But let’s return briefly to those conversations we were privy to as we were being propelled along or propped against a convenient (exterior) furnace wall – conversations sometimes conducted in a curious hybrid of French, English and Dutch (or ‘Frenglatch’ as I used to think of it).  Well, they clearly counted as cutting edge – a cutting edge whetted by the leadership, influence and guidance of the many great names who, in a range of capacities, helped to determine the direction of the new organisation; these included J.E. de Graaf, Jan van Langen, Reg Mayorcas, Marcel Michaud, Michel Rivière, G.W. van Stein Callenfels and Meredith Thring.  It really was fascinating stuff and, even after the Hoogovens furnace house had been superseded by IFRF’s iconic Furnace No.1, I retained my well-informed amateur interest in the remarkable breakthroughs secured virtually non-stop as the 1950s unfolded.

All of which makes me, I’d like to think, an ideal ‘guide’ to take you on a kind of cycling tour of that heady, unique decade – the critical first laps of IFRF’s journey, a crucial era of foundation and forward momentum both for IFRF itself and for the influential, fast-developing field of combustion research.  These were amazing days of serious science and serious fun – exemplified by pivotal technical advances on the one hand and regular furnace-house ‘sleepovers’ on the other – as IFRF started out on its quest to secure a kind of scientific ‘yellow jersey’ befitting a budding world-leading research organisation.

As I’ve already mentioned, 1949 saw the commencement of fully-fledged trials utilising Hoogovens’ IJmuiden facility but undertaken by the new international initiative.  From what I overheard, these studies focused on topics relating to luminous radiation and its role in determining furnace efficiency and heat transfer.  The fledgling team knew that better understanding in this area was vital to securing increases in flame emissivity, which were in turn essential to boosting the performance of the open-hearth furnaces widely relied on across industry.  Using an experimental flame 5m long and 1m in diameter, that first series of performance trials examined the effects of variables such as fuel quantity, fuel type, combustion-air quantity and jet momentum, and generated a succession of discoveries: for example (and I think I’ve got this right…), I’m sure I heard one of my riders mention that oil flame emissivity increased and decreased depending on the characteristics of the fuel jet, on the heat arriving at and radiating from this fuel-jet, and on the mixing of air and burnt gases.  To be on the safe side, it might be worth you checking out the IFRF archive for the details of this initial suite of game-changing research:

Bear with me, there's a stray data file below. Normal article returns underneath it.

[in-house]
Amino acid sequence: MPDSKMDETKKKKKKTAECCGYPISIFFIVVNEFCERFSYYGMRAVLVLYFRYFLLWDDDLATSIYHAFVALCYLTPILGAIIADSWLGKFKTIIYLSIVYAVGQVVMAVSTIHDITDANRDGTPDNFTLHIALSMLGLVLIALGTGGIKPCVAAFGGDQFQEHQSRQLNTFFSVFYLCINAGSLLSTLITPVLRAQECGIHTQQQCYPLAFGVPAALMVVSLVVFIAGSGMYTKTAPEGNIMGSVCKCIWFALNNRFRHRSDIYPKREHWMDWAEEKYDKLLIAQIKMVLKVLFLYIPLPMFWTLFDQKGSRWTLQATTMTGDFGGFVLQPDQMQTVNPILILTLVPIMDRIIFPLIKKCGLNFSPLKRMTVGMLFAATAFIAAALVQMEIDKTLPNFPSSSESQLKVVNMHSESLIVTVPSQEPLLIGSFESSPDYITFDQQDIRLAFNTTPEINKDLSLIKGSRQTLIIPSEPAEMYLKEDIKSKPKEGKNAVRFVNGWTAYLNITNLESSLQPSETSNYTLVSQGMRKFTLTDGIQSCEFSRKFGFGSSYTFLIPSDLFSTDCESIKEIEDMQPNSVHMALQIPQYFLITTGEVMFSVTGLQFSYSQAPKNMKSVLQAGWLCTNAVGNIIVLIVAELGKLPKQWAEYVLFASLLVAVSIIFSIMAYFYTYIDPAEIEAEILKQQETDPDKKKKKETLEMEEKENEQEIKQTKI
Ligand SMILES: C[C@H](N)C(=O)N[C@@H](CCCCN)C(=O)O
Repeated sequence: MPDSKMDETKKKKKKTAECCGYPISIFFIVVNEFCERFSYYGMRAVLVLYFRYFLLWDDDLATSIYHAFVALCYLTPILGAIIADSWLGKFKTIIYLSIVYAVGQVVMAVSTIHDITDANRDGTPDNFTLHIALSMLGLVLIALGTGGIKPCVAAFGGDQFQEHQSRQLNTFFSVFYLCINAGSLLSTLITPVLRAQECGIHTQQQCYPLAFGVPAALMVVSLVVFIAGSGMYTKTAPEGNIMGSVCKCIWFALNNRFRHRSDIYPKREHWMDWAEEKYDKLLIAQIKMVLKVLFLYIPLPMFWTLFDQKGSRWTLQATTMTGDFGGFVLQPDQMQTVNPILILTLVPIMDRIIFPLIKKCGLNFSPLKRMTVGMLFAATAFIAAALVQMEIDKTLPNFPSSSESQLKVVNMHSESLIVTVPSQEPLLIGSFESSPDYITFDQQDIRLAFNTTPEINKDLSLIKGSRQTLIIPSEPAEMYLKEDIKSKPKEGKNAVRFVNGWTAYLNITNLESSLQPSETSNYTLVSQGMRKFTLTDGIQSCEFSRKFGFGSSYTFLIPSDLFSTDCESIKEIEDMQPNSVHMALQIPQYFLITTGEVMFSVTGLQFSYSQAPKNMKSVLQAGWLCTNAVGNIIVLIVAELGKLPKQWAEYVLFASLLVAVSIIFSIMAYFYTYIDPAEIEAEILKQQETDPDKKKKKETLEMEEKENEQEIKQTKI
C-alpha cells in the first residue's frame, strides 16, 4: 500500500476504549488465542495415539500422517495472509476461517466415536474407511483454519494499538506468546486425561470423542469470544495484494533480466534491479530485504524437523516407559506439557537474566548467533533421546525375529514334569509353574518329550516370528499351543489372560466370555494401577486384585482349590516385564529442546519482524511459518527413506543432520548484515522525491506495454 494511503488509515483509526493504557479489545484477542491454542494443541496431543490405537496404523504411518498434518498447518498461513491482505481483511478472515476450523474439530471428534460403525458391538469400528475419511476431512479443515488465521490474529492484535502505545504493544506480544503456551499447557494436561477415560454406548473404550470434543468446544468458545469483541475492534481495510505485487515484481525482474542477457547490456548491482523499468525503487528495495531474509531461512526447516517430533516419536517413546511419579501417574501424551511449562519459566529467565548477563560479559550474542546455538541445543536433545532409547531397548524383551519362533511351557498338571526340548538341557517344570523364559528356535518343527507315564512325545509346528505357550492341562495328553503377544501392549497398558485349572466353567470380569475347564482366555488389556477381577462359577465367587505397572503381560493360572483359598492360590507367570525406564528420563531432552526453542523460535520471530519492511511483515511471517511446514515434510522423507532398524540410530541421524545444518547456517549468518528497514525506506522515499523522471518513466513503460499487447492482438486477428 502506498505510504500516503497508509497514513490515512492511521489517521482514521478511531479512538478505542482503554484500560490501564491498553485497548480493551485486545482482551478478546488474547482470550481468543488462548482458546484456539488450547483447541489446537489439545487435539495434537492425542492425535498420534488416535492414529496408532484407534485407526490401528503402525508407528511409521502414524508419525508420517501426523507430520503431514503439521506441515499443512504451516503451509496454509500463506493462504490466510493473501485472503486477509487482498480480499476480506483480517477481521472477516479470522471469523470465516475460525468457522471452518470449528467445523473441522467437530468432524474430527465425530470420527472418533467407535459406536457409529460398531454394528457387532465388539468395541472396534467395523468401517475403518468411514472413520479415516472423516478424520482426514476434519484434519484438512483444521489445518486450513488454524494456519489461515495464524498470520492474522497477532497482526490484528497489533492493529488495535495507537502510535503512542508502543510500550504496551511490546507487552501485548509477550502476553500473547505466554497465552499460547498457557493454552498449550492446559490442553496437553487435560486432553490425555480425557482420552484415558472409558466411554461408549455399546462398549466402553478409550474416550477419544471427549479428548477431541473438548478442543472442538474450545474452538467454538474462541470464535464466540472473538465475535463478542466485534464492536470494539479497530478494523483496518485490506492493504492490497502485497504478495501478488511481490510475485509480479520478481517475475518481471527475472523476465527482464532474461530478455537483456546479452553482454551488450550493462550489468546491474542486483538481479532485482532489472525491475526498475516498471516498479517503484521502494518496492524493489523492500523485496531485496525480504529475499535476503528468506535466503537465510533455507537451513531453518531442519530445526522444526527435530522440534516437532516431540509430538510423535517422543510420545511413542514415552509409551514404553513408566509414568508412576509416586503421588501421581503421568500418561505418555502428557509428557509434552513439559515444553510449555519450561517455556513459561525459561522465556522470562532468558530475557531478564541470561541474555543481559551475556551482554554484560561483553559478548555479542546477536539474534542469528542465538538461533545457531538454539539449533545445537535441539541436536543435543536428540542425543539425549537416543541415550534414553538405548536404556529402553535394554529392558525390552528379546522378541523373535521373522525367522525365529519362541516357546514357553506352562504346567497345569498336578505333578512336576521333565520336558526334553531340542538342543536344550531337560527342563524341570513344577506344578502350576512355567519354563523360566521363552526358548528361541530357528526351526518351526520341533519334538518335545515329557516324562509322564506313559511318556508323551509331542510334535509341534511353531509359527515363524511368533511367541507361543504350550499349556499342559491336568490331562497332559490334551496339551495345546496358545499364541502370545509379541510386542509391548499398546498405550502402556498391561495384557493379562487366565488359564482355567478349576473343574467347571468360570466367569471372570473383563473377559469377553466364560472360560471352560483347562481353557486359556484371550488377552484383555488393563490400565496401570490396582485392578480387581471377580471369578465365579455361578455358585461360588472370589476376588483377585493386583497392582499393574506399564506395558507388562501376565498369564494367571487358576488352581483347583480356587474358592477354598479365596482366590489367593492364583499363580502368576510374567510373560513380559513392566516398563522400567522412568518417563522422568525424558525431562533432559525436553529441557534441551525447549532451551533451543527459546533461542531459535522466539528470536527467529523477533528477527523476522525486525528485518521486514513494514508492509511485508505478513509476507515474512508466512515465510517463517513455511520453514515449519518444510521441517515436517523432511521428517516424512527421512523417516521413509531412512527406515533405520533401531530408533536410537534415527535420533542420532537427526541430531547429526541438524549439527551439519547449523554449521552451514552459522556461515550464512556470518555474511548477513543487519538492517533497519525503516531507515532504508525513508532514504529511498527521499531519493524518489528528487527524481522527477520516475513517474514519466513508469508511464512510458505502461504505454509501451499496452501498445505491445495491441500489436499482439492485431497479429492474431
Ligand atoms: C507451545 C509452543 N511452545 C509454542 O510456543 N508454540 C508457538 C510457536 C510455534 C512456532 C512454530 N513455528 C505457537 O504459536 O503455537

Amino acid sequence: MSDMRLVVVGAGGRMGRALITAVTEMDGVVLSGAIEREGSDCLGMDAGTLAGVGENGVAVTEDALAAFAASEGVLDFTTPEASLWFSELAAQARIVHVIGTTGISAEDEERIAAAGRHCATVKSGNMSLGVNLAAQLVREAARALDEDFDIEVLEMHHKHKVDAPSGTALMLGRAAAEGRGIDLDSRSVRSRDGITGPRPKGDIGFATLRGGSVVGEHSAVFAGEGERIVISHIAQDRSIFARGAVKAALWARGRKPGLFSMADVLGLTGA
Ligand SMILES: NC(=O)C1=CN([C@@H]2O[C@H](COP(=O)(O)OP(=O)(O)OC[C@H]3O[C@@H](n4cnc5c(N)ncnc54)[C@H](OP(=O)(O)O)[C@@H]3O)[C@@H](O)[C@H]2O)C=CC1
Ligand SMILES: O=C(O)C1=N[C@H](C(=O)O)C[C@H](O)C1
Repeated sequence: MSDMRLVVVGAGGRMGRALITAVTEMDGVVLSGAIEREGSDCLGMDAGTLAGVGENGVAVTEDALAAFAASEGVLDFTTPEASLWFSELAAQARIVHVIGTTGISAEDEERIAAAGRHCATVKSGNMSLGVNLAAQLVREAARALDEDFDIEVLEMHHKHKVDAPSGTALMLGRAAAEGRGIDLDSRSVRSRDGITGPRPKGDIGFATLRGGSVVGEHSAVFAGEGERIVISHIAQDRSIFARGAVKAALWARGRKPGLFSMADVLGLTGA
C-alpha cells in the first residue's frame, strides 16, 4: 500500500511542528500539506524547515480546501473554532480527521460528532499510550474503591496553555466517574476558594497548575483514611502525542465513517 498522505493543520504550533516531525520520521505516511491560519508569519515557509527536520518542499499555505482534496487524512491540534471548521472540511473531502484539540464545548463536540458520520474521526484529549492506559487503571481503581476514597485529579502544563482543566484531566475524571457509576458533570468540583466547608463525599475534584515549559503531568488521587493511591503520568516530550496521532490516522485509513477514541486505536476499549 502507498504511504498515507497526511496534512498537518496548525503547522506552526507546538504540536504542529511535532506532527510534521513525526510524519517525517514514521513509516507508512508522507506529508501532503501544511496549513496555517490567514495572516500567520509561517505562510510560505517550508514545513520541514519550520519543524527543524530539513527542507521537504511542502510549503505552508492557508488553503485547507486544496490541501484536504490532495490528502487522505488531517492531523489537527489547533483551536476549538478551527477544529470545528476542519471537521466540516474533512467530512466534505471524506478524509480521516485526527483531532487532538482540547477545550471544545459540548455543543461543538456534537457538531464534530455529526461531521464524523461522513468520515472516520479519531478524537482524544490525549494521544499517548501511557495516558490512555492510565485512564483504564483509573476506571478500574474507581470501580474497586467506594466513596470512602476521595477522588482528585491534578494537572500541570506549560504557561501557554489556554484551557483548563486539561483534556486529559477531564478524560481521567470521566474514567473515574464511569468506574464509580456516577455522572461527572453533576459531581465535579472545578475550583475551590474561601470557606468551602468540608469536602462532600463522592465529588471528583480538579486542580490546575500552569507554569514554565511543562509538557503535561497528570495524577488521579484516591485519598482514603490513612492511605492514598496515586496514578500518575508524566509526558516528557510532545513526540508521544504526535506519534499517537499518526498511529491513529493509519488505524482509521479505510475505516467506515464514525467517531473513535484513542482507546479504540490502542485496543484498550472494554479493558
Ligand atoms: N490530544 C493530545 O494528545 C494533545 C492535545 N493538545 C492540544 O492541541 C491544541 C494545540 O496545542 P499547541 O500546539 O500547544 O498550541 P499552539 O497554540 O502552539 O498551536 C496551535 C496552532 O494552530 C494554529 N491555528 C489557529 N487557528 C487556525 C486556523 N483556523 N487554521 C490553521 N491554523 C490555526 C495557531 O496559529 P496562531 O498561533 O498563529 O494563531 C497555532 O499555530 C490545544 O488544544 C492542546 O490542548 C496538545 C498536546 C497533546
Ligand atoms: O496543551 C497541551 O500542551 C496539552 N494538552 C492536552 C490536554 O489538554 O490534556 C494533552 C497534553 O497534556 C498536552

• Flame Radiation Research Joint Committee: report of 1949 trials at IJmuiden (1951)
  • Flame Radiation Research Joint Committee: report of 1949 trials at IJmuiden (1952)

In this embryonic era, important progress was also achieved in assessing the accuracy of different measurement techniques, and in the adaptation, installation and testing of heat-flux meters, pyrometers and other clever-sounding equipment that was destined to become part and parcel of the combustion research toolkit.  Indeed, it was already clear to me that the whole enterprise was rapidly building up momentum and that none of the team was planning to apply the brakes – especially not mine!